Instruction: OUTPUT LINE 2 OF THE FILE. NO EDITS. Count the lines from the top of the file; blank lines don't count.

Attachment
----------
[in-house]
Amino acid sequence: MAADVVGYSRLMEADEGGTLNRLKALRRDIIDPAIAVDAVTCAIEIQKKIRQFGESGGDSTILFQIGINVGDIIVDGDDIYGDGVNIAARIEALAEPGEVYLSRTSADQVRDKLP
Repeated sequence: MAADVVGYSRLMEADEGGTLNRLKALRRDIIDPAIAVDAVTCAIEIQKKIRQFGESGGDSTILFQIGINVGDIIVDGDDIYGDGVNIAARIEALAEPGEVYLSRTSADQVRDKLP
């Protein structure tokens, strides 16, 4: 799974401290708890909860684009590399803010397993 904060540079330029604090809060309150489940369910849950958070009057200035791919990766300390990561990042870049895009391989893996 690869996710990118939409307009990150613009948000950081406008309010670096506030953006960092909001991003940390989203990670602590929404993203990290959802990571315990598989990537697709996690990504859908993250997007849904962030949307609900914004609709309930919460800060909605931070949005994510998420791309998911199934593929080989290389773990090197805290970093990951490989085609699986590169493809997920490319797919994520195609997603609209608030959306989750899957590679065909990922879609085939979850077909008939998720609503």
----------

Amino acid sequence: MAADVVGYSRLMEADEGGTLNRLKALRRDIIDPAIAVDAVTCAIEIQKKIRQFGESGGDSTILFQIGINVGDIIVDGDDIYGDGVNIAARIEALAEPGEVYLSRTSADQVRDKLP